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Interview: Rebecca Graham

In February, Rebecca Graham joined the staff of the Countway Library of Medicine to fill the newly created position of associate director for library operations. Graham, who has an undergraduate degree in organizational management (Wilberforce) in addition to her master's in library science (Illinois), worked previously for the Digital Library Federation (DLF) and subsequently for Johns Hopkins University. She was interviewed for Library Notes on June 25.

LN
Many of us are already familiar with your work—particularly with DLF. But for those of us who aren't, can you briefly trace your career path?

RG
I started out in public libraries, which isn't something that people realize about me. I happened into a job as manager of a distributed system for a county library in Johnson County, Kansas, where I grew up. I worked there for almost nine years, and that work positioned me well for future events in my career. I took a detour after the public library, and worked in information systems in a manufacturing environment—in a truck factory.

LN
Another thing that not a lot of people will know.

RG
We did cutting-edge applications of technology. We were using radio-frequency transmissions on the manufacturing line to transmit core pieces of data about sub-assembly components to the main systems, both for sales purposes and for tracking purposes. A lot of that was driven by the Oklahoma City bombing in that we needed to be able to track to the sub-component serial numbers. I realized two things by working in the truck factory: that I didn't care much about manufacturing and that I really loved libraries. This motivated me to finish my undergraduate degree—

LN
From?

RG
Wilberforce University in Ohio. I earned an organizational management degree, which has served me much more than I ever thought it would. Right away, I started looking at library schools, settled on Illinois, and was accepted. I wrote a note to the head of systems, saying, "I'm coming to school. If you have any graduate assistantships, here's my experience." She wrote back and said, "We don't have any graduate assistantships, but we have a full-time job to help us do our DRA implementation. Are you interested? We'll pay for your school."

So, off I went to the University of Illinois, to attend school part time while working full time as the coordinator for the University of Illinois's portion of a state-wide implementation of DRA. While Illinois is not quite as large as Harvard, it's the largest publicly funded university library in the US, with fifty unit libraries across the campus. I had an excellent group of colleagues to work with through difficult changes, as they were moving to a new system from a system that they had heavily modified locally, with all that entails. I'm sure that resonates here at Harvard!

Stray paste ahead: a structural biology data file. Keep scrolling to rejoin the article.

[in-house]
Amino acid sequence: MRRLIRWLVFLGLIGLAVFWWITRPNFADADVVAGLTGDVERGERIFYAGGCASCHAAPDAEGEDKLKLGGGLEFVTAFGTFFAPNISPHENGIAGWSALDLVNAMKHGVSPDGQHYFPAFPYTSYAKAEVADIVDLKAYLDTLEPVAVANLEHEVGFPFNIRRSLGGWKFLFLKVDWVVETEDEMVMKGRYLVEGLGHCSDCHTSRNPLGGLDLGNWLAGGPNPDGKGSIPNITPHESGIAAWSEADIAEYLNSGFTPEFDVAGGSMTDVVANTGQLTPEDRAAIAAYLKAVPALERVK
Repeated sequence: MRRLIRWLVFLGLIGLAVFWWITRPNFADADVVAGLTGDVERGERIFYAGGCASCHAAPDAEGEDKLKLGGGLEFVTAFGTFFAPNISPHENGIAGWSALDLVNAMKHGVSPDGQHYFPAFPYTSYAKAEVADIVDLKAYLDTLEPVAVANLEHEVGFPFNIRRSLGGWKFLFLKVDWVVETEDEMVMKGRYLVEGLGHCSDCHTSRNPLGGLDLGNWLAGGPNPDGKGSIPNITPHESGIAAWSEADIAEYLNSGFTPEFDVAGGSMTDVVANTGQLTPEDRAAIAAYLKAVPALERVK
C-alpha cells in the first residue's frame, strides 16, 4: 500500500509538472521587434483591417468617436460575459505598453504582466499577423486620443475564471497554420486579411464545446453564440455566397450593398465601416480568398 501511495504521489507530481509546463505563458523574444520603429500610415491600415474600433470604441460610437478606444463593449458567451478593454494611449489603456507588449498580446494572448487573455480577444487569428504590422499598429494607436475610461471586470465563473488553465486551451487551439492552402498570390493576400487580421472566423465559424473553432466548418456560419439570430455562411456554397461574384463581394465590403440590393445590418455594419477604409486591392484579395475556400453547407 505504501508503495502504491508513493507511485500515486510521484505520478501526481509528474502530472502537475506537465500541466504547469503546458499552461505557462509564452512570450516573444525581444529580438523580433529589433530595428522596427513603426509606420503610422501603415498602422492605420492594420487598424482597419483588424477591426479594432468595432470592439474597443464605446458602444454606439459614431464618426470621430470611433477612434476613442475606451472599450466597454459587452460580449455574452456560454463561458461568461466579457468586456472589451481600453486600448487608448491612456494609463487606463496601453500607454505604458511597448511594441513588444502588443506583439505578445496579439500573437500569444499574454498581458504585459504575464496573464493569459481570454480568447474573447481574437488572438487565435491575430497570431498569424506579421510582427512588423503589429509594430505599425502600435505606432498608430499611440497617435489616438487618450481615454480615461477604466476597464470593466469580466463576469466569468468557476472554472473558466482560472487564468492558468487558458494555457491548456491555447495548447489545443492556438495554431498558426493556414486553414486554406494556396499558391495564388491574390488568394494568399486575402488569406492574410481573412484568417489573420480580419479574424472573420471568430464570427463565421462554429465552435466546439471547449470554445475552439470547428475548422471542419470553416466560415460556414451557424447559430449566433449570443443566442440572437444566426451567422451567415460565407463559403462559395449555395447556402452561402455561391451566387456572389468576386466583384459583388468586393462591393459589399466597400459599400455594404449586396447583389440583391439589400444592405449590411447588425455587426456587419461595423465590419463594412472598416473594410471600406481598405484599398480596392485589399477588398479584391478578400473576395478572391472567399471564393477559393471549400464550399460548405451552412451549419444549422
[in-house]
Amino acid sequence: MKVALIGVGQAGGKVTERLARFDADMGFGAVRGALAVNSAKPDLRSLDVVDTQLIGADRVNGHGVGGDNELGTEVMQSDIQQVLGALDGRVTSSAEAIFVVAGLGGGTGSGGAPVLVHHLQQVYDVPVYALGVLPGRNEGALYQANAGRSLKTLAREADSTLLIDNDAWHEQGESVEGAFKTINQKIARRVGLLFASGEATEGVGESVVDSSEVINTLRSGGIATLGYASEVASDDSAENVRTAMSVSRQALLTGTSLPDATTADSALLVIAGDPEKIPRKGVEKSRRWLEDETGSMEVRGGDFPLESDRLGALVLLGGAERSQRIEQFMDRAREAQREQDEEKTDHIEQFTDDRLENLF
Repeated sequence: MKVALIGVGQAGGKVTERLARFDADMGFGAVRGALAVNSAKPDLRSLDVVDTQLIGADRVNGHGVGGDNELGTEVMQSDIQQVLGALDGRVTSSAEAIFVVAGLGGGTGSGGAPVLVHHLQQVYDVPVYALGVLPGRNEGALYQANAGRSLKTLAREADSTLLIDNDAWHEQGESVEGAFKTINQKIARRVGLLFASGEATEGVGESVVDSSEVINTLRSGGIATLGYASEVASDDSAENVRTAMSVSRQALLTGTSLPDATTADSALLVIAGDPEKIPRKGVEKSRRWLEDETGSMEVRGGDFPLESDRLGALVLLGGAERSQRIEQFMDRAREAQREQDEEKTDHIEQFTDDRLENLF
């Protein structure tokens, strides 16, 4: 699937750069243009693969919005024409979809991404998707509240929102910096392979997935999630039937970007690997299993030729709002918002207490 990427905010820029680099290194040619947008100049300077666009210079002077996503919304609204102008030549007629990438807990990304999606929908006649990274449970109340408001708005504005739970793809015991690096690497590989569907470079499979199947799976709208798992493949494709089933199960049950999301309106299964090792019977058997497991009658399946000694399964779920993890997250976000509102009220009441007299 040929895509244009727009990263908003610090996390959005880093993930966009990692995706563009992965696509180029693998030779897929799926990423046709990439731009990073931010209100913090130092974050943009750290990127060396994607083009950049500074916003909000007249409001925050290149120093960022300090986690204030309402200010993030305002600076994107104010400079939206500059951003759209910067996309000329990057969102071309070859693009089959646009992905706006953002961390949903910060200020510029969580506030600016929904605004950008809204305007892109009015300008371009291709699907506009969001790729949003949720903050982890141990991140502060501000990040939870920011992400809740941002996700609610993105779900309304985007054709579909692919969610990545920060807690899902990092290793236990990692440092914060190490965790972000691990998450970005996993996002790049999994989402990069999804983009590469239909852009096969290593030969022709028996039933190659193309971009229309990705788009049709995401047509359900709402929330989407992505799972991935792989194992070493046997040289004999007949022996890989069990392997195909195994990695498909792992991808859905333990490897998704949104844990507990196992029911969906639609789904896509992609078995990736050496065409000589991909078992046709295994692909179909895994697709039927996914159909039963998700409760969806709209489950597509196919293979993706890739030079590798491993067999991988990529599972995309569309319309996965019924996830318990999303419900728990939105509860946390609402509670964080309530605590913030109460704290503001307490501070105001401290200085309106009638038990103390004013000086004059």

From there I became manager of integrated systems, and all the while going to school. As I came close to finishing my degree, I started looking for opportunities to expand beyond integrated systems and knew I wanted to live in a city. So I focused on jobs that provided both of those opportunities and as a result ended up at the Digital Library Federation in Washington, DC.

Six or seven months after I'd gotten to DLF, the director, Don Waters, moved on to the Mellon Foundation as program director for scholarly communication. So I served as the acting director, prior to Dan Greenstein coming on board. My time at DLF was interesting and again has served me well in subsequent roles. This is how I know the folks here at Harvard that I do know. I met Steve Chapman through working on a series of guides to best practices in imaging to which he contributed. Robin Wendler and others in the LDI as a result of the DLF Forums, which is one of the legacies that means the most to me. It was the first time a venue had been provided to bring staff together who were working on digital library activities at institutions across the country. I was involved in an authentication project investigating the possibility of using digital certificates with an LDAP query. Early work supported by DLF to develop a core collection of art and architecture history slides helped to inform the creation of the Mellon-funded ArtStore initiative. With additional involvement in work on archiving and preservation, DLF gave me a sense of the broad landscape.